The most important factor in speed and agility training is the word that separates the two, and. Speed is not agility; agility is not speed. While both are skills, meaning they can be taught and share other similarities, they differ with one another in a variety of ways. In order to fully understand this, we must break down the two definitions:
Speed – The rate at which someone is able to move or operate.
Agility – Fast movement in a small area or from a compromised position.
In other words, the key to speed is acceleration – the ability to get to one’s top speed quickly and efficiently. Conversely, agility is one’s ability to quickly decelerate, change angles and then accelerate. Even with these differences for improvement in both, teaching proper mechanics is essential. With that background in mind, here is what makes ESP’s speed and agility portion different:
1) Train Speed Not Conditioning
The only way for an athlete to improve their speed or agility is to train intensely at high speeds. In order to do this properly, training must simulate athletic contests. Most athletic plays involving top speed or demanding an agile movement occur within seconds before a stoppage in play or lower intense movement occurs. Since both movements require large amounts of power, our body calls on the ATP-CP system (to learn more about our metabolic energy systems click here) to generate the energy needed. Our trainers emphasize an 8:1 rest to work ratio during this portion. If we notice that they are still breathing heavy, we simply wait. While our athletes may not get to 100% recovery between each rep, they are getting enough recovery to maximize the next rep. Not allowing this between reps quickly shifts training from speed and agility to conditioning.
2) Develop Skills
Elite Sports Performance prides itself on executing a plan. When it comes to speed and agility, that plan revolves around the skills each individual athlete needs developed. For instance, in both speed and agility the first skill learned is deceleration. Therefore, our trainers work hard to correct common mistakes athletes make. Examples of errors with this skill often involve an athlete being too high or running on their heels. Proper deceleration form is displayed when athletes lower, or “sink”, their hips and are loud with their feet – meaning short choppy steps.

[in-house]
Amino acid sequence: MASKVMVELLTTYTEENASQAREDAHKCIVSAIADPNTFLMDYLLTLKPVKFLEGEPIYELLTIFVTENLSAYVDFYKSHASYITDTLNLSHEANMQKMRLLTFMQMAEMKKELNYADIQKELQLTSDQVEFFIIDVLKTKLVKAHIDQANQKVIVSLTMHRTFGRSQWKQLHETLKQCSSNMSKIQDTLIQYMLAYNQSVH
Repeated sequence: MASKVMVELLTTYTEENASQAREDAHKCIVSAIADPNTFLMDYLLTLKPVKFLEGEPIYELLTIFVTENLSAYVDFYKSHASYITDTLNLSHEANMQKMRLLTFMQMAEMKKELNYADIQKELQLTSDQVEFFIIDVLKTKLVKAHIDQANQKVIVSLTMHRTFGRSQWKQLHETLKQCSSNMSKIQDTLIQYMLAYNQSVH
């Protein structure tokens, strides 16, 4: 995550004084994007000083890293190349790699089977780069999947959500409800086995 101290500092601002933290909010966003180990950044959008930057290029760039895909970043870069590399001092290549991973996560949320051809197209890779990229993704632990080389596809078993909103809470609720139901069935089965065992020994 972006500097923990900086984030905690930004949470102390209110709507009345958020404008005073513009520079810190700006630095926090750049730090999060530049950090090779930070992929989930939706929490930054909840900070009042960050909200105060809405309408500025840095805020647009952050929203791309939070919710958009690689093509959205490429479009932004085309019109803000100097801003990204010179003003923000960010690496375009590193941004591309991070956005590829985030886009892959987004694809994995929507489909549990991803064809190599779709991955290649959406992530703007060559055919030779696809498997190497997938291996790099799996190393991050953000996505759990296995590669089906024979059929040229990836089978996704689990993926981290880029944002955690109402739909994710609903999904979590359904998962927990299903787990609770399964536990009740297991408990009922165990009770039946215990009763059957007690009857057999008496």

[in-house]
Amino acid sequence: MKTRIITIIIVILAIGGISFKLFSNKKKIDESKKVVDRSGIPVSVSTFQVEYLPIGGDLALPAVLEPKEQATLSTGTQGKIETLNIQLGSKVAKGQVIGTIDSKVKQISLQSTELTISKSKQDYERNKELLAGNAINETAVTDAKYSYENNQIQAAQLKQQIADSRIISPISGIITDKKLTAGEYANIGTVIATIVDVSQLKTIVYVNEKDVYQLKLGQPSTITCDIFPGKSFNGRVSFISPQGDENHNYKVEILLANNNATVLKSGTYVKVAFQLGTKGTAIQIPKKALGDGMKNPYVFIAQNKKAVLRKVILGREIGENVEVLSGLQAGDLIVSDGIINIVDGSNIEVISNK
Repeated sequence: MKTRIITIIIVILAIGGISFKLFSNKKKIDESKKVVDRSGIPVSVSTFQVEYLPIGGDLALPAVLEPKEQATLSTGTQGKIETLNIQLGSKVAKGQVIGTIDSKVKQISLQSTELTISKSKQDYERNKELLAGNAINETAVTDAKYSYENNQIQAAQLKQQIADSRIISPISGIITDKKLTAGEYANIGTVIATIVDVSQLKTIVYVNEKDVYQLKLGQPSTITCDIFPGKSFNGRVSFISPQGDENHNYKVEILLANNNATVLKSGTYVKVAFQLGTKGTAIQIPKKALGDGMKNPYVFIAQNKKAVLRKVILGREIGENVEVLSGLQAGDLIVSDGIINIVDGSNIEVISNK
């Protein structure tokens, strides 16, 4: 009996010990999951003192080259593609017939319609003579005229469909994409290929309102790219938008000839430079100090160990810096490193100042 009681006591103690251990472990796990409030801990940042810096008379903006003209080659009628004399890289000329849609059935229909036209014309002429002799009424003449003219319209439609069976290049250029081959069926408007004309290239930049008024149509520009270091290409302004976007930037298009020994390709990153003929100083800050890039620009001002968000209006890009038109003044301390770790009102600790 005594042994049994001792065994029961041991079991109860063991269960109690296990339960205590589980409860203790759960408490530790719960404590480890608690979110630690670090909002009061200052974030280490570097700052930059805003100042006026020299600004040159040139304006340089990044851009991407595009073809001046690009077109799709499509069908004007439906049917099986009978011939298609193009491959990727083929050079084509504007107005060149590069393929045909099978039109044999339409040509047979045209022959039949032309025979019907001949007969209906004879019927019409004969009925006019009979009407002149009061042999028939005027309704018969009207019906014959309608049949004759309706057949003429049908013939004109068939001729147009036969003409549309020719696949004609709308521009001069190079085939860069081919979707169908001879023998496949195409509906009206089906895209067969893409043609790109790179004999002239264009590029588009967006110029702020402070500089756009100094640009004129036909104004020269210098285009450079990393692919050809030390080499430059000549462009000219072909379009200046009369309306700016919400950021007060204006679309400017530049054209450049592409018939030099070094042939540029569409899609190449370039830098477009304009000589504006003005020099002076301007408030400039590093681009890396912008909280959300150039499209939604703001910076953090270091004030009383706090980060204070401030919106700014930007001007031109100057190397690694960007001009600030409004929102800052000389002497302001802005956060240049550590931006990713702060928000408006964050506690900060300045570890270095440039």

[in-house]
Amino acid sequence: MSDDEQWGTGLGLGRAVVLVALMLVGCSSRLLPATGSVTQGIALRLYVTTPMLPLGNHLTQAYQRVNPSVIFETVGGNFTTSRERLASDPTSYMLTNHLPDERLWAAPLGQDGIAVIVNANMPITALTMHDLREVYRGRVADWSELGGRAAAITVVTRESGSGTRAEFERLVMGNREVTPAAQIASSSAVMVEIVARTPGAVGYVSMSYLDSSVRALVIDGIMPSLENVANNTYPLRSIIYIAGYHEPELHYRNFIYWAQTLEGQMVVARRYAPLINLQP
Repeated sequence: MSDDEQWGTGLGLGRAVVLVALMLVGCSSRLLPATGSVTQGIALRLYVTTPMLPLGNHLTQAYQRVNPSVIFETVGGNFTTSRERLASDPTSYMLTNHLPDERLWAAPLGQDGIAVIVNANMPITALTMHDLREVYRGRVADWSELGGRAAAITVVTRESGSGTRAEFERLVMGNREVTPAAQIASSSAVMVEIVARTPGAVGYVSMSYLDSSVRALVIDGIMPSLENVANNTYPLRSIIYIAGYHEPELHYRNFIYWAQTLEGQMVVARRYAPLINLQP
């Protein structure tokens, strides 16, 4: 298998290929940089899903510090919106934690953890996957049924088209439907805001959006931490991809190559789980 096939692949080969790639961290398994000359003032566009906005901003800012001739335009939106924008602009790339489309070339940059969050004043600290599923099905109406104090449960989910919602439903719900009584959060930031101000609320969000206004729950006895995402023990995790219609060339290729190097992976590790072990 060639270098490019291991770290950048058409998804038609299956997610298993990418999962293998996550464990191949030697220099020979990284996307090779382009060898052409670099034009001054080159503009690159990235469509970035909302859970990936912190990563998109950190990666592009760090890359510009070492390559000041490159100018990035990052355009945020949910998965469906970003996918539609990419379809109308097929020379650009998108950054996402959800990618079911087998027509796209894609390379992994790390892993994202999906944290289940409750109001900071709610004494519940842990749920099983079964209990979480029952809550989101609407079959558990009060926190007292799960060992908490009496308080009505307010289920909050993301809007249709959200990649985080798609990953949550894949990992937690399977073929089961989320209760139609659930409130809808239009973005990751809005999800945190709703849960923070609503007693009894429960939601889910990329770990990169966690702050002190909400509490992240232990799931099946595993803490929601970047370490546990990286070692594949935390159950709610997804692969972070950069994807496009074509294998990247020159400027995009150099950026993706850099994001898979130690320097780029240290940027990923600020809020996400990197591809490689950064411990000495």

As mentioned earlier, when it comes to speed it is acceleration that is the key. When an athlete begins to accelerate, the ability to push hard into the ground to generate force is imperative. The next step is equally important as the front leg now has to match the intensity of the back leg (physics enthusiasts will quickly remember “action-reaction”). As the front leg drives powerfully, the back leg can stay grounded longer which helps to push the athlete forward further. In addition, the swinging of the arms during acceleration must match the leg action so proper coordination exists and more force can be applied.
We truly believe that elite athletes separate themselves most by being the best as it pertains to multi-directional speed. However, they don’t reach that level by spending hours and hours training speed and agility. One of the benefits of our trainers is their exposure to high level athletics – as both coaches and players. All found that with an increased focus in the weight room – specifically on the posterior muscle groups – they noticed themselves becoming faster and more agile as they were able to generate more power. Whether it be extra work on hamstrings or using resistance to develop athlete’s arm swings – our athletes become elite because of their focus and intensity in the weight room.
5) Mechanics, Mechanics, Mechanics
Rather than getting caught up in timing our athletes or giving them sprints to do on their own, our trainers pay close attention to the efficiency in which our athletes move. Ever since their first assessment, each athlete has the fluidity in which they move closely analyzed. Doing this allows our trainers to focus on individual instruction on one or two things with each individual rather than giving ten things to every kid if they are doing most of them correctly already.